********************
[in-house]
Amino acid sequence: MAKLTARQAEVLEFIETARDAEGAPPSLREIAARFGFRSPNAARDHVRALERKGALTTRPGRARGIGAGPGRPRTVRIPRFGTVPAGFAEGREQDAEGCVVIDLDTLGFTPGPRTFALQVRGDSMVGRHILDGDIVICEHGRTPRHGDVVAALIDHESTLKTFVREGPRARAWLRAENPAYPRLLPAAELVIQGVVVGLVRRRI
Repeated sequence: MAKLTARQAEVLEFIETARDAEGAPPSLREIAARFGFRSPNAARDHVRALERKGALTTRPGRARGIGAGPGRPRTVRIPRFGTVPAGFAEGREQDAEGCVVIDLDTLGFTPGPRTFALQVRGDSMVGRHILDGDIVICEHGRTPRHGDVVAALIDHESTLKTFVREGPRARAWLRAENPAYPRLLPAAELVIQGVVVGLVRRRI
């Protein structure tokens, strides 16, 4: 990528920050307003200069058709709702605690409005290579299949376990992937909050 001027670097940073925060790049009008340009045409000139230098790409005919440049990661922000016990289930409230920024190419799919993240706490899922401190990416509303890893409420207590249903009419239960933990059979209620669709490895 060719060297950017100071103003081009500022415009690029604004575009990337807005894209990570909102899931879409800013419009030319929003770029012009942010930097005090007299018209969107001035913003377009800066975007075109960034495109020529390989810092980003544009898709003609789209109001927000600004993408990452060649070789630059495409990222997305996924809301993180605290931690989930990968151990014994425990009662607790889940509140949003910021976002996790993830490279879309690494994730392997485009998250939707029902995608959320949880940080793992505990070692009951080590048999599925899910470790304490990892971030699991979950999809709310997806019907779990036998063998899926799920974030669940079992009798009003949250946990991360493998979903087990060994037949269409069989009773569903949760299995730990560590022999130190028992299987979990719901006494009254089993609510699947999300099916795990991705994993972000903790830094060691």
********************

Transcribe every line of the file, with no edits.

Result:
[in-house]
Amino acid sequence: MAKLTARQAEVLEFIETARDAEGAPPSLREIAARFGFRSPNAARDHVRALERKGALTTRPGRARGIGAGPGRPRTVRIPRFGTVPAGFAEGREQDAEGCVVIDLDTLGFTPGPRTFALQVRGDSMVGRHILDGDIVICEHGRTPRHGDVVAALIDHESTLKTFVREGPRARAWLRAENPAYPRLLPAAELVIQGVVVGLVRRRI
Repeated sequence: MAKLTARQAEVLEFIETARDAEGAPPSLREIAARFGFRSPNAARDHVRALERKGALTTRPGRARGIGAGPGRPRTVRIPRFGTVPAGFAEGREQDAEGCVVIDLDTLGFTPGPRTFALQVRGDSMVGRHILDGDIVICEHGRTPRHGDVVAALIDHESTLKTFVREGPRARAWLRAENPAYPRLLPAAELVIQGVVVGLVRRRI
């Protein structure tokens, strides 16, 4: 990528920050307003200069058709709702605690409005290579299949376990992937909050 001027670097940073925060790049009008340009045409000139230098790409005919440049990661922000016990289930409230920024190419799919993240706490899922401190990416509303890893409420207590249903009419239960933990059979209620669709490895 060719060297950017100071103003081009500022415009690029604004575009990337807005894209990570909102899931879409800013419009030319929003770029012009942010930097005090007299018209969107001035913003377009800066975007075109960034495109020529390989810092980003544009898709003609789209109001927000600004993408990452060649070789630059495409990222997305996924809301993180605290931690989930990968151990014994425990009662607790889940509140949003910021976002996790993830490279879309690494994730392997485009998250939707029902995608959320949880940080793992505990070692009951080590048999599925899910470790304490990892971030699991979950999809709310997806019907779990036998063998899926799920974030669940079992009798009003949250946990991360493998979903087990060994037949269409069989009773569903949760299995730990560590022999130190028992299987979990719901006494009254089993609510699947999300099916795990991705994993972000903790830094060691």